I have little doubt that at some point in the months or years to come, I’ll wake up in a cold sweat muttering They should have sent Alex. Gordon smoked a line drive that appeared it would fall in front of center fielder Gregor Blanco, but Blanco played it as if he had a chance to catch it until it was too late, and the ball skipped past him and headed to the wall. Gordon accelerated into a higher gear, and then Juan Perez, who was backing up Blanco, bobbled the ball at the wall, and for one glorious moment we contemplated the utterly unthinkable: a Little League inside-the-park “home run” to tie Game 7 of the World Series with two outs in the bottom of the ninth. Just writing that sentence makes me tingle.
Alas, it was another glorious moment, but not the glorious moment. Crawford caught the relay throw in short left-center field when Gordon was a step from third base, having already received the stop sign from third-base coach Mike Jirschele. Stopping Gordon was the rational, reasoned decision: If Crawford doesn’t completely botch the throw home, Gordon’s out by 30 feet. But I’ll never know if it was actually the right decision. Gordon was unlikely to score, but Salvador Perez was also unlikely to drive him home from third base. As Nate Silver wrote, if the odds of Gordon being safe were even 30 percent, the right move was to send him.
But as Jeff Sullivan of FanGraphs wrote, the odds of him being safe were probably not even close to 30 percent. Jirschele, who had spent 36 years toiling in the minor leagues before finally getting promoted to the major league staff this season, was nearly flawless all season as the third-base coach. Earlier in the game, he had waved the glacial Butler home from first base on Gordon’s double — the third time in the postseason he had done so, and the third time Butler was safe. I can’t fault the decision one bit, even if I won’t be able to help but ponder the what-if for a lifetime.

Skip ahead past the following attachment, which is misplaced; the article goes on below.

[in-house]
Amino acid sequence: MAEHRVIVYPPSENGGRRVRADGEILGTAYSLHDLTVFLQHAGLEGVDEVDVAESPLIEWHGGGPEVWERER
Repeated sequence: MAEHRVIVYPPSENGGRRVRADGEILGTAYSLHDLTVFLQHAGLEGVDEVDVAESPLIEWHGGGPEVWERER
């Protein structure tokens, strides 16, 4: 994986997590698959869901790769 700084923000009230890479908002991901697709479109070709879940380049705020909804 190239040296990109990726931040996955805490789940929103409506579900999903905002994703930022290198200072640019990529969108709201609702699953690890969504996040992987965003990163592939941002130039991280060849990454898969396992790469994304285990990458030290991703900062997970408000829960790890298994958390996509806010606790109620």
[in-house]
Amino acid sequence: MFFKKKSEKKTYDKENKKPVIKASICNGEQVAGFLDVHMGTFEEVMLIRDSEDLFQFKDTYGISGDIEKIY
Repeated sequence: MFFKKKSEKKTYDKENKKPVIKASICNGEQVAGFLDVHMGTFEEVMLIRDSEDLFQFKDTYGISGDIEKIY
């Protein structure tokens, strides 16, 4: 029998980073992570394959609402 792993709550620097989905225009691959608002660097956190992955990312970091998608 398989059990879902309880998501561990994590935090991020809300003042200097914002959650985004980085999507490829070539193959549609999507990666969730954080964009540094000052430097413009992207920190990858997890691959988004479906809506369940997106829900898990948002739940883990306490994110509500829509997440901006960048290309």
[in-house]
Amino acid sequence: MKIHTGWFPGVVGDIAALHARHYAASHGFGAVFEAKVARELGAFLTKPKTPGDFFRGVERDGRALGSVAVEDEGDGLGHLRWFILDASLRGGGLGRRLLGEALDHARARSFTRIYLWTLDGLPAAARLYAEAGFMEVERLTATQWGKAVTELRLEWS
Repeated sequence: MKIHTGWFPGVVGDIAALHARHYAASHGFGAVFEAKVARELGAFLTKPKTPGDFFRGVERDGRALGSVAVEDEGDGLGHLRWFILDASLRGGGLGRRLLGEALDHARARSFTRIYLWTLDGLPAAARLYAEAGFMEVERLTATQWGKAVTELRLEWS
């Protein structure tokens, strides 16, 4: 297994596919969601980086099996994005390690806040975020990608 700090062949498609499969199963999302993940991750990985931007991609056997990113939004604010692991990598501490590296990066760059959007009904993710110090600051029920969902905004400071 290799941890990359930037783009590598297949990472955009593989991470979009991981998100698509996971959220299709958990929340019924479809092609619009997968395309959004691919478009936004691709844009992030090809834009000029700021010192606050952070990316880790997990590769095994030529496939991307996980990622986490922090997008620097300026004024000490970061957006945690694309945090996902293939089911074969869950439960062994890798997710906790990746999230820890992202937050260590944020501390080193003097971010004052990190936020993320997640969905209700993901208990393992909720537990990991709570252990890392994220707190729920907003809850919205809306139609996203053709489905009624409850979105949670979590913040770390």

And then Salvador Perez batted on one leg — Hudson had nailed him with a pitch in the second inning, and the catcher still wasn’t walking right — and Bumgarner threw him nothing but pitches a foot above the strike zone, and Perez swung at almost all of them, finally sending a popup skyward, eerily reminiscent of the popup Perez himself had caught in Chicago nearly five weeks ago to clinch the Royals’ first postseason spot since 1985 and set off this crazy run. Sandoval caught it, and fell on his back in joy, and I wanted to fall on my back in despair.
One base away. Forever one base away.
John Sleezer/Kansas City Star/MCT/Getty Images
To come so close to winning — or at least to forcing extra innings, which, given the crowd, the prospect of another inning from Holland, and the fact that Bumgarner couldn’t have gone more than another 150 pitches or so, seemed to favor the Royals — means there are so many little things we can point to as potentially costing the Royals a title. Gordon not running full speed out of the box is what looms largest simply because it came at the end, but I can’t get too upset at one of the most fundamentally perfect ballplayers the Royals have ever produced for not thinking two different Giants would misplay his line drive.
Yost could have used Josh Willingham to pinch hit for one of his left-handed batters against Bumgarner, but I can’t say with any certainty that it would have made a difference. There’s no way Escobar should have bunted on a 2-0 count in the fifth inning, but it very nearly worked: After, Aoki sliced a ball down the left-field line that only failed to tie the game because of good defense from Juan Perez and great positioning from the Giants.
I’m more upset about the grass that slid out from under Infante’s feet, allowing Sandoval to beat out the single that set up the winning run in the fourth inning. I’m more upset about the pitch that Sandoval allowed to graze his elbow in the second. If the Royals retire Sandoval there, the Giants don’t score either of their two runs, and the story of the game might well have been the Herrera-to-Davis-to-Holland relay protecting a 2-1 lead for six innings and a title.
I could go crazy trying to reverse engineer the butterfly effect. So many little things could have broken for one team or the other. In Game 7, more of them broke the Giants’ way. Short of blowing the game by coughing up a lead, the Royals came as close as a team can come without winning a championship. (I am thankful for small mercies. I have no idea how Texas Rangers fans carry on.) But they didn’t win. They lost so that the San Francisco Giants could toss another ring in their drawer, clinching a legitimate dynasty — three championships in five years — for a team that never won 95 games during the regular season, and averaged barely 87 wins a season in that span.